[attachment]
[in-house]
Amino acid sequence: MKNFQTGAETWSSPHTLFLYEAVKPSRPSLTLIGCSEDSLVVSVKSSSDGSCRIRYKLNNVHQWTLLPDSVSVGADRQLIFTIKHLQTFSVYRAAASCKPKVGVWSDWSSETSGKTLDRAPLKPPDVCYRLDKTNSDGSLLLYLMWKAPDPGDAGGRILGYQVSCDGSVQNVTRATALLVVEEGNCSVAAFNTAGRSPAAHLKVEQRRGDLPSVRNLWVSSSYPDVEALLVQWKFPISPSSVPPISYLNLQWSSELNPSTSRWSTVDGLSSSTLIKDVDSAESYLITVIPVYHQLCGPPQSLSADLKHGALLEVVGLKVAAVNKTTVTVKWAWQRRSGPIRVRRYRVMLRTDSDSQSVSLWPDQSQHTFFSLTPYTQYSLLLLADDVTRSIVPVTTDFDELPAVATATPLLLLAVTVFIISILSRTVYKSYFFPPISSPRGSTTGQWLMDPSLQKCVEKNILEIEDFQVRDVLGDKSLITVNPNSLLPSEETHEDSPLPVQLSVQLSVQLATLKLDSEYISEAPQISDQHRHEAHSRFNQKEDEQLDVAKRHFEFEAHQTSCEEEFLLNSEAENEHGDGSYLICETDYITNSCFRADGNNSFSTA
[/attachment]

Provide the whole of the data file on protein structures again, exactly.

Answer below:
[in-house]
Amino acid sequence: MKNFQTGAETWSSPHTLFLYEAVKPSRPSLTLIGCSEDSLVVSVKSSSDGSCRIRYKLNNVHQWTLLPDSVSVGADRQLIFTIKHLQTFSVYRAAASCKPKVGVWSDWSSETSGKTLDRAPLKPPDVCYRLDKTNSDGSLLLYLMWKAPDPGDAGGRILGYQVSCDGSVQNVTRATALLVVEEGNCSVAAFNTAGRSPAAHLKVEQRRGDLPSVRNLWVSSSYPDVEALLVQWKFPISPSSVPPISYLNLQWSSELNPSTSRWSTVDGLSSSTLIKDVDSAESYLITVIPVYHQLCGPPQSLSADLKHGALLEVVGLKVAAVNKTTVTVKWAWQRRSGPIRVRRYRVMLRTDSDSQSVSLWPDQSQHTFFSLTPYTQYSLLLLADDVTRSIVPVTTDFDELPAVATATPLLLLAVTVFIISILSRTVYKSYFFPPISSPRGSTTGQWLMDPSLQKCVEKNILEIEDFQVRDVLGDKSLITVNPNSLLPSEETHEDSPLPVQLSVQLSVQLATLKLDSEYISEAPQISDQHRHEAHSRFNQKEDEQLDVAKRHFEFEAHQTSCEEEFLLNSEAENEHGDGSYLICETDYITNSCFRADGNNSFSTA